Tight end Anthony Fasano and safety Daniel Sorensen both went up for a pass during a red zone drill on Sunday, but only one of them would come away with it.
Fasano, a veteran who has two inches and 47 pounds on the rookie safety, not only ripped it away from Sorensen’s grasp in the back of the end zone for a touchdown, he also punctuated the catch by spiking the ball — an interesting outburst of emotion for a ninth-year pro during an early-August training camp practice.
“Fasano’s great,” Chiefs offensive coordinator Doug Pederson said, when asked about the play after practice. “He’s an excitable guy. He loves to compete.”
Indeed. And while it might have seemed like a fairly insignificant play in the grand scheme of things — the regular season is still a month away— with his competitive spirit in mind, it’s hard to blame Fasano for being pumped after the play.
After all, the 30-year old is coming off a frustrating season in which he played only nine games due to a variety of injuries and logged only 23 catches for 200 yards and three touchdowns for Kansas City.
“It’s just one of those years where you’re not really hurt, you’re injured,” said Fasano, a tough-guy sort who played in 108 of 112 possible regular-season games prior to last season. “It kind of snowballed on me.”
His numbers, while respectable, fell short of what he envisioned when he signed a four-year, $16 million contract to start in Chiefs coach Andy Reid’s tight end-friendly offense.
“He was disappointed last year — he knew the kind of offense this was,” Reid said. “You could see the frustration building up on him when he was injured, he wanted to be a part of it.”
Fasano says he dealt with an ankle injury last season, in addition to a concussion and a pair of knee issues.
“It was just a constant struggle (to feel) halfway decent,” Fasano said. “After week two, there wasn’t a game I was close to 100 percent.”
So once the season came to a close, Fasano focused on healing up. He rested in January and February, save for some time in the pool, and did some corrective exercises to speed up the healing process.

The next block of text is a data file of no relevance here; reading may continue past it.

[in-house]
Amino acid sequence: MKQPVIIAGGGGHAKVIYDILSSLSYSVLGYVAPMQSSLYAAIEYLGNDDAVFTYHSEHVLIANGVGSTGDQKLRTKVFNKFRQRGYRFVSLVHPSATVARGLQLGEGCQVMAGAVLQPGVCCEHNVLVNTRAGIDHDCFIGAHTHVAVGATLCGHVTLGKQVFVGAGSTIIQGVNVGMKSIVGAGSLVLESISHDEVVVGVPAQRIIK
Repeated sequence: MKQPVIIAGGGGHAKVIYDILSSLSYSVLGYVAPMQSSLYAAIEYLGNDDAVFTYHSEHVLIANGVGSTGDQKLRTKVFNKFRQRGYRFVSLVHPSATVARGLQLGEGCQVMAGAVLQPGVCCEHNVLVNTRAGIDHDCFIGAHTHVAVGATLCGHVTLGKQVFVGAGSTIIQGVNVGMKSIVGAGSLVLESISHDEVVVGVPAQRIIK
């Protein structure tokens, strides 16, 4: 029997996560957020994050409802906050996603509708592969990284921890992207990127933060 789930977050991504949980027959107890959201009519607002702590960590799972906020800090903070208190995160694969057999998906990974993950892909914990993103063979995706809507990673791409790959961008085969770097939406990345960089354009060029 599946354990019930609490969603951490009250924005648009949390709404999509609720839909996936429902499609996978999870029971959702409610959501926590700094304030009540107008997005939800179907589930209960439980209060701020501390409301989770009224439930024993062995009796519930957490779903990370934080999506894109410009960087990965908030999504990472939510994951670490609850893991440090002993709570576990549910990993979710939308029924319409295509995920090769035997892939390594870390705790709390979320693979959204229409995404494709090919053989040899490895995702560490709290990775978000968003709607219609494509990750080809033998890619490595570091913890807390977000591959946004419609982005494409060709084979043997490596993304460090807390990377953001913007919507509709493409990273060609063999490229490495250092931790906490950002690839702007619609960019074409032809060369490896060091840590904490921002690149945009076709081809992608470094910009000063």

“I needed it,” Fasano said. “I just needed to relax.”
Fasano also managed to shed a little weight. He says he’s now playing between 250 and 255 pounds, whereas last year he played between 255 and 260 pounds.
“He came back in phenomenal shape,” Reid said.
That has helped him during training camp, as he’s proven to be light on his feet and nimble for his size. He’s also hauled in a variety of impressive catches, including a few he’s either caught one-handed or tipped to himself.
This should not be a surprise. Fasano has a reputation a strong, reliable blocker, but he also has very dependable hands — he went all of 2012 without a dropping a pass.
However, he has never been a burner, even dating back to his college days, which means that any injuries that effect his movement are just an added burden for a player who struggles to run away from defenders in the first place.
“He’s not going to wow you with the jukes and shake you out of your shoes, but he’s going to get just a little bit of separation to catch the ball,” linebacker Derrick Johnson said. “He’s a savvy veteran.”
One who is doing well, he added, which Reid and Pederson also confirmed. And if that’s not enough, Fasano’s touchdown — and ensuing celebration — on Sunday only reinforced the notion that he’s healthy, happy and hopeful for a better year.
“He’s out here,” Reid said, “and he’s enjoying every day of it.”